Among the many reasons why we've got the most dysfunctional retirement systems in the advanced world is the fact that our upwardly mobile workforce is punished for being -- upwardly mobile.
Despite having spent more than two decades as an employee -- including working for a major utility, a household-name newspaper chain and a well-known rating agency before I started my own company in 2002 -- I've got nothing to show for it when it comes to retirement savings. Why? Either none of the companies I worked for offered a 401(k) plan or they only offered a pension and you had to work for the company for five years to be vested in, or "own" the benefits. I'm fortunate enough to be married to a successful businessperson; otherwise I'd be scraping by on nothing but Social Security payments of about 1,000 a month. I'm not alone--the typical benefit for Social Security recipients is about $1,700, according to the Social Security Administration. Even those who are covered by a 401(k) plan are looking at meager 401(k) savings of about $100,000 for those nearing retirement, which "translates" into a puny monthly withdrawal of about $330, assuming that you should take out no more than 4 percent of your retirement savings each year.
The Retirement Advice You're Probably Not Getting at Work
I've now posted on my website critical information that as far as I can tell, isn't available anywhere else, such as:
1. How much people are likely to collect from Social Security, depending on your earnings. (The Social Security website only allows you to find out what you're likely to collect, based on your Social Security number.)
2. How much you need to save in your 401(k) plan -- and why most high-income earners will have to save outside their plan.
3. Why you should "consolidate" your retirement savings into as few accounts as possible so that you can keep track of your money.
4. Why you need to switch to a Roth 401(k) so you can "get taxes over with" rather than postponing them until you're living on a fixed income. President Obama will be pleased if you do this as well, since it will help him tackle the deficit.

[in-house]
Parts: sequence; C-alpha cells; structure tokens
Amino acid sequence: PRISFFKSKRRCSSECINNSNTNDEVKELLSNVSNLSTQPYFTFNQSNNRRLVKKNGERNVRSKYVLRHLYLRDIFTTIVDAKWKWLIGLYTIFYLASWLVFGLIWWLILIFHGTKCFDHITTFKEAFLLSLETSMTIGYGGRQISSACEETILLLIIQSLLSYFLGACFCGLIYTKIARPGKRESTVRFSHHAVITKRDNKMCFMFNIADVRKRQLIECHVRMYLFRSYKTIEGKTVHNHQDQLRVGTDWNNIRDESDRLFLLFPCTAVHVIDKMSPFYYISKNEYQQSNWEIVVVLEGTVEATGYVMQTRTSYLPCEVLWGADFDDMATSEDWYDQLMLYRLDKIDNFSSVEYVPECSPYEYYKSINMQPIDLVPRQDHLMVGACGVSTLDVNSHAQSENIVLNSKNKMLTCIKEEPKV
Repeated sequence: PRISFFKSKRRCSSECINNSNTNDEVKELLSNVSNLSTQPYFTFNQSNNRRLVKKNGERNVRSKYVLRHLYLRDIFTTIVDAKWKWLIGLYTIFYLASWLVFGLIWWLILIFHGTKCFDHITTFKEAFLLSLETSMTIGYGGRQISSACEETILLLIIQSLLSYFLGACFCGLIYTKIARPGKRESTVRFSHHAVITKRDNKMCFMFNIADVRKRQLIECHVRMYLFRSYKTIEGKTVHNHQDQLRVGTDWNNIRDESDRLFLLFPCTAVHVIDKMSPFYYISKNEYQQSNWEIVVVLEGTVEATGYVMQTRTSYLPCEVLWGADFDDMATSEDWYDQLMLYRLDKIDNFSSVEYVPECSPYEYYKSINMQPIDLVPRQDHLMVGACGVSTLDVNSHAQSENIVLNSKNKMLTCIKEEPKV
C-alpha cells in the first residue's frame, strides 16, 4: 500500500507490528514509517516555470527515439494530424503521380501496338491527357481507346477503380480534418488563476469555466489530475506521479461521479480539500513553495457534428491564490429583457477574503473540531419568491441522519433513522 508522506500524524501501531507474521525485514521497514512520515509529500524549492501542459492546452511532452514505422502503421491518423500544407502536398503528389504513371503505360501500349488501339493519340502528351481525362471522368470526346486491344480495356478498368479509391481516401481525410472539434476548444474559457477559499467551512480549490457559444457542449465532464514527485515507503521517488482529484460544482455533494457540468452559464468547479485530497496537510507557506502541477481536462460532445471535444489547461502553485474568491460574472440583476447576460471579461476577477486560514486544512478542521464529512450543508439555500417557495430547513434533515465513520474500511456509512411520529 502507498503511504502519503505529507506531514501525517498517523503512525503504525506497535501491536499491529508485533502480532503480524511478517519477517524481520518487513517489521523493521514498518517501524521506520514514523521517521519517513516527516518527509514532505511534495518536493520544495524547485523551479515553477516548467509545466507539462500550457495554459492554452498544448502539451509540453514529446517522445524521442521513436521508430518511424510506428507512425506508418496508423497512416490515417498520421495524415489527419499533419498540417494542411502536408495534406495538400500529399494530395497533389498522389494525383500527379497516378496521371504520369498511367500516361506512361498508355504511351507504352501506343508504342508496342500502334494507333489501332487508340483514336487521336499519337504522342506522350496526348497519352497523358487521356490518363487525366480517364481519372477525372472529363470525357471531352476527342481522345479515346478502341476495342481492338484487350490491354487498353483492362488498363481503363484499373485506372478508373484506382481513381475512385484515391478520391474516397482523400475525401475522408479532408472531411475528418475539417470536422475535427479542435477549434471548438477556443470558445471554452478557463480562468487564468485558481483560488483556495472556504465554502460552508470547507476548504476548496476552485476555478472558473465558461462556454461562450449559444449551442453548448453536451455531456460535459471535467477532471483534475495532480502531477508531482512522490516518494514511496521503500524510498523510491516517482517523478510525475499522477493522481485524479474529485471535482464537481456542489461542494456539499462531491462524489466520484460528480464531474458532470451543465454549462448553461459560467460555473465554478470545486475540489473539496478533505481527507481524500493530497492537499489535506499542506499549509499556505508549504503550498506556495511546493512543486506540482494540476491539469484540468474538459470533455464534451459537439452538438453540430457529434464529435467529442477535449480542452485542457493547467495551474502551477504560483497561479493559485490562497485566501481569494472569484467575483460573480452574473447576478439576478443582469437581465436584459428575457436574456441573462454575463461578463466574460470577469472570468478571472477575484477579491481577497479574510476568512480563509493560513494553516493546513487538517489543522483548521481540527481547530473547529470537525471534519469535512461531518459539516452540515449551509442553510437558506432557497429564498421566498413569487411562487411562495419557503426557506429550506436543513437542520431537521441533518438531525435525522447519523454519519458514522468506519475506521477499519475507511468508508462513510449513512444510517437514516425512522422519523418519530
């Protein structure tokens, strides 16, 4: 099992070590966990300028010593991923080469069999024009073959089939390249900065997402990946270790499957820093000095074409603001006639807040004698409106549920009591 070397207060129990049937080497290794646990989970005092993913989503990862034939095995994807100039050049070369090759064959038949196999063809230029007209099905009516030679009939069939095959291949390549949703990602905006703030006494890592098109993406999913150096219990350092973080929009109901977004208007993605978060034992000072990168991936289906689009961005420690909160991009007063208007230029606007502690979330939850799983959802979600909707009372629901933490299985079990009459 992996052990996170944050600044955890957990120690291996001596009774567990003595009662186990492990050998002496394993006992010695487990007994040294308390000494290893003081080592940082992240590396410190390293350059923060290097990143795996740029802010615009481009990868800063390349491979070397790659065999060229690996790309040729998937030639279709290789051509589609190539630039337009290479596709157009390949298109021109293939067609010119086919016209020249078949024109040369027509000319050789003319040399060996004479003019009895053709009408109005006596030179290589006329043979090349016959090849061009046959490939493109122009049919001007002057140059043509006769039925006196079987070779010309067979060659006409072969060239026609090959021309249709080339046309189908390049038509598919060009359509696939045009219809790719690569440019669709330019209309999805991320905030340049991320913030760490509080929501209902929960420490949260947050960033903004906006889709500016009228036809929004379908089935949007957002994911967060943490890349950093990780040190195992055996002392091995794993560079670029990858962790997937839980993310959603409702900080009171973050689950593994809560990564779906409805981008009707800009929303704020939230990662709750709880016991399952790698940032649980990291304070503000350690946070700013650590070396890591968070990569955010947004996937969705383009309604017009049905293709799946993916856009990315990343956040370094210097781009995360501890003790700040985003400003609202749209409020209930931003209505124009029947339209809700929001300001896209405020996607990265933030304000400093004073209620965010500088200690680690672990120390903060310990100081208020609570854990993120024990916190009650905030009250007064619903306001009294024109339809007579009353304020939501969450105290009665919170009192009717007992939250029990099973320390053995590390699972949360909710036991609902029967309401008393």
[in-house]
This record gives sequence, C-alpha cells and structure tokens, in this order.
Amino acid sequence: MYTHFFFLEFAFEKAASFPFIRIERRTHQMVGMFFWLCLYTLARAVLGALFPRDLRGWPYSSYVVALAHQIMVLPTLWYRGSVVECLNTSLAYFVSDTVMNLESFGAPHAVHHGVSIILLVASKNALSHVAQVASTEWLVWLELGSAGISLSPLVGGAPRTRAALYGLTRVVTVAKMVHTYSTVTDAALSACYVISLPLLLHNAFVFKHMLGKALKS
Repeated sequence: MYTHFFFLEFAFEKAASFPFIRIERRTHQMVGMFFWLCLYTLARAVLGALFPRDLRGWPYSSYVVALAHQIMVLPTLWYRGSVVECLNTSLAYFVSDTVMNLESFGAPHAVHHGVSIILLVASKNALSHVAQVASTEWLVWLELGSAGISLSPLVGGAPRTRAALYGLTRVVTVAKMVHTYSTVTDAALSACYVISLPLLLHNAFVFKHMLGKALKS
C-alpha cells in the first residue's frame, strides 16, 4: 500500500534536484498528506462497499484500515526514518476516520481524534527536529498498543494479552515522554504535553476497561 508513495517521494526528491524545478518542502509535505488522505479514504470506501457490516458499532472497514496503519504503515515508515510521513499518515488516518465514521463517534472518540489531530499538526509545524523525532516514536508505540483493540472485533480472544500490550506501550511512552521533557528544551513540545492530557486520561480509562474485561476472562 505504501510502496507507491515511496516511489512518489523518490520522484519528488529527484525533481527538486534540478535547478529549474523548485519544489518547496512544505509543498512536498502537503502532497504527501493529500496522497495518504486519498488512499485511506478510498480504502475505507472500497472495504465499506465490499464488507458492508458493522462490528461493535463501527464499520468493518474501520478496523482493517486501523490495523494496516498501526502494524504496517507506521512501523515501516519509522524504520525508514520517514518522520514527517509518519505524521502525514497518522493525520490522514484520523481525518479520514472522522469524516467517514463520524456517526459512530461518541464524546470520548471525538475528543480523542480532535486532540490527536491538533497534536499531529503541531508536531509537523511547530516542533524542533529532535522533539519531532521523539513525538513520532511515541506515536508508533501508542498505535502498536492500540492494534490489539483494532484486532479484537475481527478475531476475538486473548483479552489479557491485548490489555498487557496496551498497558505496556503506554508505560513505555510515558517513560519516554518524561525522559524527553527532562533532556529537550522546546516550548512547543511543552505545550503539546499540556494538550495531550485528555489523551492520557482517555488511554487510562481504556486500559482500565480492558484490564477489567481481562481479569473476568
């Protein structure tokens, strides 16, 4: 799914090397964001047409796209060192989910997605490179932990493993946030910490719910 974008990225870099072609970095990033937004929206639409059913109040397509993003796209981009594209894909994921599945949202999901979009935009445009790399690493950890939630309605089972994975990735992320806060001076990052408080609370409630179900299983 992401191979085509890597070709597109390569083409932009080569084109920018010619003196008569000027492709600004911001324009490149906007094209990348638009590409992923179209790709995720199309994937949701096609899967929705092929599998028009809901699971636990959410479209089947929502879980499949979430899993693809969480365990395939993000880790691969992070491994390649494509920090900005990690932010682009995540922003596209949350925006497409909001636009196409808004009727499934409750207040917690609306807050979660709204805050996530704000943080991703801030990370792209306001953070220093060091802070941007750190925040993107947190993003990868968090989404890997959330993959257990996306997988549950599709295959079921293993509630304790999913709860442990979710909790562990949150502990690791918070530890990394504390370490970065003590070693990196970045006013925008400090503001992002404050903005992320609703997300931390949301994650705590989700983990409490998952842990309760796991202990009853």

But the most important thing, which pains me to say, is YOU CAN'T AFFORD TO RETIRE EVEN IF YOU'RE NEAR RETIREMENT AGE. There are some exceptions, of course -- for example, if you are lucky enough to have worked for companies throughout your career who still offer pensions -- AND worked for at least five years at each company. But as evidenced by the behavior of General Motors, even profitable companies can't be bother to offer pensions to their white-collar employees. Only 17 of the Fortune 100 companies offer pensions to new hires. And, as I've pointed out before, the flaw with 401(k) plans isn't that their investments are riskier than those in pensions but the puny employer matching contribution.
Unfortunately, some members of the Obama Administration have bought into the notion that annuitizing an inadequate nest egg will enrich retirees, when the only folks enriched by this scheme is the annuity industry. You will most likely have to work at least another decade -- hopefully at your current employer if they'll keep you on, since you're likely to continue to earn a decent salary. Please click here to go to my website for more info along with the reform we need -- if you agree please forward the reform link to your congressperson.
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